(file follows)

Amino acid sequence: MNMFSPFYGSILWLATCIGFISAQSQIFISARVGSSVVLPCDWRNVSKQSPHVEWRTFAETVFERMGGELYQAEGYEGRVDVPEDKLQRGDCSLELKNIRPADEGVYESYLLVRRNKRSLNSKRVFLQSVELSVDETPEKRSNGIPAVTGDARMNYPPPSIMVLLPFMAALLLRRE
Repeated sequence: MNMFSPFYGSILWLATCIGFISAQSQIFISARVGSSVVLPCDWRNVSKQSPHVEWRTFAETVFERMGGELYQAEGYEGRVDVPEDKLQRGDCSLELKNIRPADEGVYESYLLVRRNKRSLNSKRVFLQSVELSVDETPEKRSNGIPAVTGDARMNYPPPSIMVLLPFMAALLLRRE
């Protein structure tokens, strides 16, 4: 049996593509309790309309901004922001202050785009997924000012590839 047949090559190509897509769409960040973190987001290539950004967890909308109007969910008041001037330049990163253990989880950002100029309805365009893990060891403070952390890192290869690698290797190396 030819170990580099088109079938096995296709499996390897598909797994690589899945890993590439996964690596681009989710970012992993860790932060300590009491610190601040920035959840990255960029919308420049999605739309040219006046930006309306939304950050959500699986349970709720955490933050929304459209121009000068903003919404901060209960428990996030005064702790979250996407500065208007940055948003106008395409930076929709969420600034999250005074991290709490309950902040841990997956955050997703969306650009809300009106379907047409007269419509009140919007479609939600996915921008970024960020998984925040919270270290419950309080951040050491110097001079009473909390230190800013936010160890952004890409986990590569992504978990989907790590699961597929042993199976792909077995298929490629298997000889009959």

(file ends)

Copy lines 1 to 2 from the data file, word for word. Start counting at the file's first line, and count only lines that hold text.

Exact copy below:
Amino acid sequence: MNMFSPFYGSILWLATCIGFISAQSQIFISARVGSSVVLPCDWRNVSKQSPHVEWRTFAETVFERMGGELYQAEGYEGRVDVPEDKLQRGDCSLELKNIRPADEGVYESYLLVRRNKRSLNSKRVFLQSVELSVDETPEKRSNGIPAVTGDARMNYPPPSIMVLLPFMAALLLRRE
Repeated sequence: MNMFSPFYGSILWLATCIGFISAQSQIFISARVGSSVVLPCDWRNVSKQSPHVEWRTFAETVFERMGGELYQAEGYEGRVDVPEDKLQRGDCSLELKNIRPADEGVYESYLLVRRNKRSLNSKRVFLQSVELSVDETPEKRSNGIPAVTGDARMNYPPPSIMVLLPFMAALLLRRE